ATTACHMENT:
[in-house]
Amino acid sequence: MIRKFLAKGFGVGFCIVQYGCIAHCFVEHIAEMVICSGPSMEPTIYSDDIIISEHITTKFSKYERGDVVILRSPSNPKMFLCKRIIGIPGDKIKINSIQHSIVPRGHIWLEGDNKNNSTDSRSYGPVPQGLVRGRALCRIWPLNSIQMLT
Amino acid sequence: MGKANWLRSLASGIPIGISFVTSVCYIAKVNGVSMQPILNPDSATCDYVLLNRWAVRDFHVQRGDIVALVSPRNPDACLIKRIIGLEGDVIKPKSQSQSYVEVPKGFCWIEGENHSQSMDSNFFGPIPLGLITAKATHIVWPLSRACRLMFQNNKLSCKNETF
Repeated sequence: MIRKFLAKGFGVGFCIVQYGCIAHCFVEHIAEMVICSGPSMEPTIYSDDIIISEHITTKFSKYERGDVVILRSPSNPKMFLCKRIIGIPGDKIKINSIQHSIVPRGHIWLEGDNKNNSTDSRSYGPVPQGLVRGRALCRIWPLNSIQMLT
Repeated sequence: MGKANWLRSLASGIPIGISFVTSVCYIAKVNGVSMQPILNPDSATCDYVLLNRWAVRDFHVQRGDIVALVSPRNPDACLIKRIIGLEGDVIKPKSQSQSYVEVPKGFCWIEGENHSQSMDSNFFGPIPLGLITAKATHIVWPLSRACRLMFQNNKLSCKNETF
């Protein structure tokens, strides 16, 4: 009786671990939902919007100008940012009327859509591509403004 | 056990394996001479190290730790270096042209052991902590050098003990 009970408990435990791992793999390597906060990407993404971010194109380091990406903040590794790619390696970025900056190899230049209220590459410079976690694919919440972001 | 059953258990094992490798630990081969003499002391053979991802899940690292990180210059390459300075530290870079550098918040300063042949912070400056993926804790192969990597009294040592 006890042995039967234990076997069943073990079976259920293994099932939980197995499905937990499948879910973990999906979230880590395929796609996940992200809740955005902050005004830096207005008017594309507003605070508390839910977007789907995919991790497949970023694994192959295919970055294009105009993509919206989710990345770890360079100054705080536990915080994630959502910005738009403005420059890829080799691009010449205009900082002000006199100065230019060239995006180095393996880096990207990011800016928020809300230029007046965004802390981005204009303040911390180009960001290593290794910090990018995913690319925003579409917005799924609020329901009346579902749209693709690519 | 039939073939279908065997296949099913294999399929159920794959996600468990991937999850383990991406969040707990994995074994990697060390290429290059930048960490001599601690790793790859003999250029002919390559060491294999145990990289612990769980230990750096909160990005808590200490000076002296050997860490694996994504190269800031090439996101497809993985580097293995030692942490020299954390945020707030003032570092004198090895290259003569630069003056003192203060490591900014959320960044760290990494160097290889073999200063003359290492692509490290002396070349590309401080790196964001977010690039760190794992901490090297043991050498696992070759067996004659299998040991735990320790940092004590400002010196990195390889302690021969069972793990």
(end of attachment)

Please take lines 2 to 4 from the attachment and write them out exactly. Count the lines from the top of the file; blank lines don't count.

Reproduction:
Amino acid sequence: MIRKFLAKGFGVGFCIVQYGCIAHCFVEHIAEMVICSGPSMEPTIYSDDIIISEHITTKFSKYERGDVVILRSPSNPKMFLCKRIIGIPGDKIKINSIQHSIVPRGHIWLEGDNKNNSTDSRSYGPVPQGLVRGRALCRIWPLNSIQMLT
Amino acid sequence: MGKANWLRSLASGIPIGISFVTSVCYIAKVNGVSMQPILNPDSATCDYVLLNRWAVRDFHVQRGDIVALVSPRNPDACLIKRIIGLEGDVIKPKSQSQSYVEVPKGFCWIEGENHSQSMDSNFFGPIPLGLITAKATHIVWPLSRACRLMFQNNKLSCKNETF
Repeated sequence: MIRKFLAKGFGVGFCIVQYGCIAHCFVEHIAEMVICSGPSMEPTIYSDDIIISEHITTKFSKYERGDVVILRSPSNPKMFLCKRIIGIPGDKIKINSIQHSIVPRGHIWLEGDNKNNSTDSRSYGPVPQGLVRGRALCRIWPLNSIQMLT